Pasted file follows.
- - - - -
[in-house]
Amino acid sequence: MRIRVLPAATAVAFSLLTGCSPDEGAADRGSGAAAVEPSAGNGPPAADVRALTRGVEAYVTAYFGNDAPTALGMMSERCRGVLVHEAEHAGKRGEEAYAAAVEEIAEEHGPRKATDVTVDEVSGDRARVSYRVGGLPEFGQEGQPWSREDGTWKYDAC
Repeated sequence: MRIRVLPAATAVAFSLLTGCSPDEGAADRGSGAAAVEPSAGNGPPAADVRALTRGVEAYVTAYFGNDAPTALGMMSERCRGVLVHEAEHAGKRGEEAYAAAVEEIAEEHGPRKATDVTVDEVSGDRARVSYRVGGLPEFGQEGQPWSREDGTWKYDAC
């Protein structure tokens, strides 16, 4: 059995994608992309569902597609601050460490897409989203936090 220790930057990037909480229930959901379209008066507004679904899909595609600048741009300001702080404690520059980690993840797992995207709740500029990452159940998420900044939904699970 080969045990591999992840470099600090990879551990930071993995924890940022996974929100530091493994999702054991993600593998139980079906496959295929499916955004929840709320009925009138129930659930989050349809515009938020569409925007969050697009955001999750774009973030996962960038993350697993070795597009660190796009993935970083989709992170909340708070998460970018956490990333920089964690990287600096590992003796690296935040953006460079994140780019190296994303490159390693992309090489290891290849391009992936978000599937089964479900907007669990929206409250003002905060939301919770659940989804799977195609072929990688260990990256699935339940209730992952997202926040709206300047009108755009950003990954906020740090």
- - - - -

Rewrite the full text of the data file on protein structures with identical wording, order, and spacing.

[in-house]
Amino acid sequence: MRIRVLPAATAVAFSLLTGCSPDEGAADRGSGAAAVEPSAGNGPPAADVRALTRGVEAYVTAYFGNDAPTALGMMSERCRGVLVHEAEHAGKRGEEAYAAAVEEIAEEHGPRKATDVTVDEVSGDRARVSYRVGGLPEFGQEGQPWSREDGTWKYDAC
Repeated sequence: MRIRVLPAATAVAFSLLTGCSPDEGAADRGSGAAAVEPSAGNGPPAADVRALTRGVEAYVTAYFGNDAPTALGMMSERCRGVLVHEAEHAGKRGEEAYAAAVEEIAEEHGPRKATDVTVDEVSGDRARVSYRVGGLPEFGQEGQPWSREDGTWKYDAC
């Protein structure tokens, strides 16, 4: 059995994608992309569902597609601050460490897409989203936090 220790930057990037909480229930959901379209008066507004679904899909595609600048741009300001702080404690520059980690993840797992995207709740500029990452159940998420900044939904699970 080969045990591999992840470099600090990879551990930071993995924890940022996974929100530091493994999702054991993600593998139980079906496959295929499916955004929840709320009925009138129930659930989050349809515009938020569409925007969050697009955001999750774009973030996962960038993350697993070795597009660190796009993935970083989709992170909340708070998460970018956490990333920089964690990287600096590992003796690296935040953006460079994140780019190296994303490159390693992309090489290891290849391009992936978000599937089964479900907007669990929206409250003002905060939301919770659940989804799977195609072929990688260990990256699935339940209730992952997202926040709206300047009108755009950003990954906020740090």